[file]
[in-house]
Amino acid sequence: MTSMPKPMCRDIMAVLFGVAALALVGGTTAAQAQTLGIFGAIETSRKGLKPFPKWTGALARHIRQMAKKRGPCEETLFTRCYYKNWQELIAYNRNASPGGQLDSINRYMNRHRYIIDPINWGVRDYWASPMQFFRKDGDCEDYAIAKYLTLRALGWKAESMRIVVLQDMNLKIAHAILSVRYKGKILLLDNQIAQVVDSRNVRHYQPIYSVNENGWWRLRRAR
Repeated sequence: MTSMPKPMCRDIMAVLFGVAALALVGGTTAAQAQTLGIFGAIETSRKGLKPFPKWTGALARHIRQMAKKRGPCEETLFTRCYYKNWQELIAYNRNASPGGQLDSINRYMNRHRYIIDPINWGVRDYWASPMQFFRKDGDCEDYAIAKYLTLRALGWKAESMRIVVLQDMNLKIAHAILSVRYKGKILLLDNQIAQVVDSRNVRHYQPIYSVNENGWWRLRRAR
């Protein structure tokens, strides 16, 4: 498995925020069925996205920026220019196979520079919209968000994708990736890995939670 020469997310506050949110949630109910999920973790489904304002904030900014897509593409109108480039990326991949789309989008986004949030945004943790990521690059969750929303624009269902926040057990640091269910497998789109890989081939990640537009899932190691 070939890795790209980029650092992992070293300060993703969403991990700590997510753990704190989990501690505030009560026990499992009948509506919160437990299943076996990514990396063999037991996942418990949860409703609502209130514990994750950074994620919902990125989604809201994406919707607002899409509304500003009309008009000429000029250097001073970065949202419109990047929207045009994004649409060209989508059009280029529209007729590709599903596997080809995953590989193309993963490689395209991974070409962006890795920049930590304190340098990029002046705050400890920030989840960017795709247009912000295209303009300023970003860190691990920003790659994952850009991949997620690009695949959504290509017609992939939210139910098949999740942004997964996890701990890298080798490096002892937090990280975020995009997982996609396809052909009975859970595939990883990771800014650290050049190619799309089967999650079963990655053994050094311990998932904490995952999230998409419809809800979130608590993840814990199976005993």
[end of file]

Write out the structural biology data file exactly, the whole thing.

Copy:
[in-house]
Amino acid sequence: MTSMPKPMCRDIMAVLFGVAALALVGGTTAAQAQTLGIFGAIETSRKGLKPFPKWTGALARHIRQMAKKRGPCEETLFTRCYYKNWQELIAYNRNASPGGQLDSINRYMNRHRYIIDPINWGVRDYWASPMQFFRKDGDCEDYAIAKYLTLRALGWKAESMRIVVLQDMNLKIAHAILSVRYKGKILLLDNQIAQVVDSRNVRHYQPIYSVNENGWWRLRRAR
Repeated sequence: MTSMPKPMCRDIMAVLFGVAALALVGGTTAAQAQTLGIFGAIETSRKGLKPFPKWTGALARHIRQMAKKRGPCEETLFTRCYYKNWQELIAYNRNASPGGQLDSINRYMNRHRYIIDPINWGVRDYWASPMQFFRKDGDCEDYAIAKYLTLRALGWKAESMRIVVLQDMNLKIAHAILSVRYKGKILLLDNQIAQVVDSRNVRHYQPIYSVNENGWWRLRRAR
């Protein structure tokens, strides 16, 4: 498995925020069925996205920026220019196979520079919209968000994708990736890995939670 020469997310506050949110949630109910999920973790489904304002904030900014897509593409109108480039990326991949789309989008986004949030945004943790990521690059969750929303624009269902926040057990640091269910497998789109890989081939990640537009899932190691 070939890795790209980029650092992992070293300060993703969403991990700590997510753990704190989990501690505030009560026990499992009948509506919160437990299943076996990514990396063999037991996942418990949860409703609502209130514990994750950074994620919902990125989604809201994406919707607002899409509304500003009309008009000429000029250097001073970065949202419109990047929207045009994004649409060209989508059009280029529209007729590709599903596997080809995953590989193309993963490689395209991974070409962006890795920049930590304190340098990029002046705050400890920030989840960017795709247009912000295209303009300023970003860190691990920003790659994952850009991949997620690009695949959504290509017609992939939210139910098949999740942004997964996890701990890298080798490096002892937090990280975020995009997982996609396809052909009975859970595939990883990771800014650290050049190619799309089967999650079963990655053994050094311990998932904490995952999230998409419809809800979130608590993840814990199976005993």